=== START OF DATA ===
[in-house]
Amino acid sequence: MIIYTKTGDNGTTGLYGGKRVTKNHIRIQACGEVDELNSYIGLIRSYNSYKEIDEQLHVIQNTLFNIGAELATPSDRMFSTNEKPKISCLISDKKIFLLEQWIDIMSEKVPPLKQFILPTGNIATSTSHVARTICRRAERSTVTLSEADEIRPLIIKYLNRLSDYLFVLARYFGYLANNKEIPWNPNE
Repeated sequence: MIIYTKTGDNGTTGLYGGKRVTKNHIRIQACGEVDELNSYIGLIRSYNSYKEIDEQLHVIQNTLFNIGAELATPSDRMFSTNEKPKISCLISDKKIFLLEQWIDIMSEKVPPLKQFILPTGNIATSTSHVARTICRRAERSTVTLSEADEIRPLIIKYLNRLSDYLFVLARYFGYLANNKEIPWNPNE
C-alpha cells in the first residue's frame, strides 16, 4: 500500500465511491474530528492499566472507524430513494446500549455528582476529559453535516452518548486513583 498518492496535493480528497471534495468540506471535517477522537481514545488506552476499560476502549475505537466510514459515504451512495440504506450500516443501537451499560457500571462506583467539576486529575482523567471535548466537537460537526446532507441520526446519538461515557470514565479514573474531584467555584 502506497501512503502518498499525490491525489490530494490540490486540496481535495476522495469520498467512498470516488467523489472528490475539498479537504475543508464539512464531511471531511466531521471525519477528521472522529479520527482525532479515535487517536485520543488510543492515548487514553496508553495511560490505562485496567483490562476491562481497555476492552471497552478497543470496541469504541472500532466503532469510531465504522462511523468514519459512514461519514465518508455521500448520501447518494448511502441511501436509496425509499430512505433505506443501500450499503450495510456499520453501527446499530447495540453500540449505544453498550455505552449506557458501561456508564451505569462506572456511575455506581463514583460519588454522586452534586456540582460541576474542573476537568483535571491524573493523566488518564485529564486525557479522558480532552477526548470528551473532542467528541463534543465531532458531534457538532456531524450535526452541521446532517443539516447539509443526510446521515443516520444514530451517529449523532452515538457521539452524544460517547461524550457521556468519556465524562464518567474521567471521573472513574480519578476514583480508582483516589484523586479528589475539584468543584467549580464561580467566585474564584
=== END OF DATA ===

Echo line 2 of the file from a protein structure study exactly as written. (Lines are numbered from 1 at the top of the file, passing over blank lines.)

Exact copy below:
Amino acid sequence: MIIYTKTGDNGTTGLYGGKRVTKNHIRIQACGEVDELNSYIGLIRSYNSYKEIDEQLHVIQNTLFNIGAELATPSDRMFSTNEKPKISCLISDKKIFLLEQWIDIMSEKVPPLKQFILPTGNIATSTSHVARTICRRAERSTVTLSEADEIRPLIIKYLNRLSDYLFVLARYFGYLANNKEIPWNPNE